The Positivity Project: Aspiration Initiative Here To Help


Cara Wimberley, Editor

In high school, emotions come in waves. Sometimes big, long-lasting, overwhelming waves, sometimes small, baby waves. Usually, though, it feels like the negative emotions are the tsunamis, and the positives are tiny splashes. Helping navigate those waves: the Aspiration Initiative (AI) crew, Karman Hendricks, Theo Bray and Ally Bode. Not only have they volunteered support to the campus of Chisholm, but they have offered some expert advice as far as decreasing that negativity that students seem to be drowning in.

“I always work to try to find the silver lining in negative situations and consider it from several different perspectives,” Bode said. “If I’m not excited about doing something, I look through someone else’s perspective to try and find the positive from their perspective.”

Bode, Bray and Hendricks all agree it’s important to have people who lift you up surrounding you.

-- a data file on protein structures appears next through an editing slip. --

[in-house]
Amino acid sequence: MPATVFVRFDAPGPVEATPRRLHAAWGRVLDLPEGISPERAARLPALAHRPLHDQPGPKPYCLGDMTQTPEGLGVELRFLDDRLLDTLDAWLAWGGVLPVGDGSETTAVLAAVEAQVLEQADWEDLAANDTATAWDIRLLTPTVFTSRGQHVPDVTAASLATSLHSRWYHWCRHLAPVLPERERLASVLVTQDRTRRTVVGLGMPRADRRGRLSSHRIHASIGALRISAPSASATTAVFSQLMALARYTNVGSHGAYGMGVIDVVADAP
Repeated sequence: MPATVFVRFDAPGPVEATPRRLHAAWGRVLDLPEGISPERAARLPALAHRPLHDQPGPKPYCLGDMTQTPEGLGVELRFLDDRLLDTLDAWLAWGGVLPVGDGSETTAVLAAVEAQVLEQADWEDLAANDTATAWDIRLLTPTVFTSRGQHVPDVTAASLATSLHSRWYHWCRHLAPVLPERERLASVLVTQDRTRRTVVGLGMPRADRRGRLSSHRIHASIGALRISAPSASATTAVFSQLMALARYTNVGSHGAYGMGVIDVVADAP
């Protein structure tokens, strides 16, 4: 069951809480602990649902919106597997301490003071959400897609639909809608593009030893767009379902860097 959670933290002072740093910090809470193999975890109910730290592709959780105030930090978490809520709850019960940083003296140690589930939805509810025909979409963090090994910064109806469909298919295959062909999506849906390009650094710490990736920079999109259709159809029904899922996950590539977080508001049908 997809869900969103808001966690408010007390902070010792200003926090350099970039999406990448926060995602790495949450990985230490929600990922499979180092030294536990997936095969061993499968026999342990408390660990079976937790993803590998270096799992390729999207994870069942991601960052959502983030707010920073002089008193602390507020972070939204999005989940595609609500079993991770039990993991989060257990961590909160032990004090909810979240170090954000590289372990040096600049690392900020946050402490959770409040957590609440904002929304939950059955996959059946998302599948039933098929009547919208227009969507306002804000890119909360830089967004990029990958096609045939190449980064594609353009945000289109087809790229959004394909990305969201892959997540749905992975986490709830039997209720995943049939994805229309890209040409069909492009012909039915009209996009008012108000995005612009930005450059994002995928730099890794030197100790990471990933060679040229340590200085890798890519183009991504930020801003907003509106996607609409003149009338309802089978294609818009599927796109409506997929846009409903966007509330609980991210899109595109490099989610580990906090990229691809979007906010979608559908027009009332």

“Four eyes are better than two,” Bray said. “If i’m struggling I rely on the wisdom of my tribe of people around me. I go to them when I struggle, and they help me in ways and areas that i’m struggling.”

When feeling down, Hendricks recommended googling coping skills and practicing good self-care.

“Self care is like finding ways to unplug, getting back to focusing on you- some people like bubble baths, or showering,” Bode said. “Jogging can take out frustration, reading a book can distract you from negativity. Happy sitcoms are helpful to me. You tune out from everything that’s negative, but focus on the laughter and the positives.”

All three of the AI crew agreed that some negativity, or negative emotions, are completely out of our control. They also agree that the goal is contentment, not happiness.

“We have to remember all emotions are of value, but if you can allow the negativity to come and go and not get stuck on it, it’s better,” Hendricks said. “Because when you get stuck in negativity, it can become problematic.”

Bode said sometimes it’s hard to find a silver lining–but she said you always have something to gain from negative experiences.

“I’ve been through difficult times, and lonely times and times of frustration, and sometimes it’s days, weeks, months of struggles,” Bode said. “It was hard to find silver linings at times. Looking back [at the hard times], that was one of the most critical years of my life. I got in touch with what was important to me and what got me through it, and I am confident now that I can get through to the other side.”

Bray acknowledged that high schoolers are surrounded with negativity.

“The challenge is making sure that, that negativity, we wanna make sure it doesn’t get inside of us.”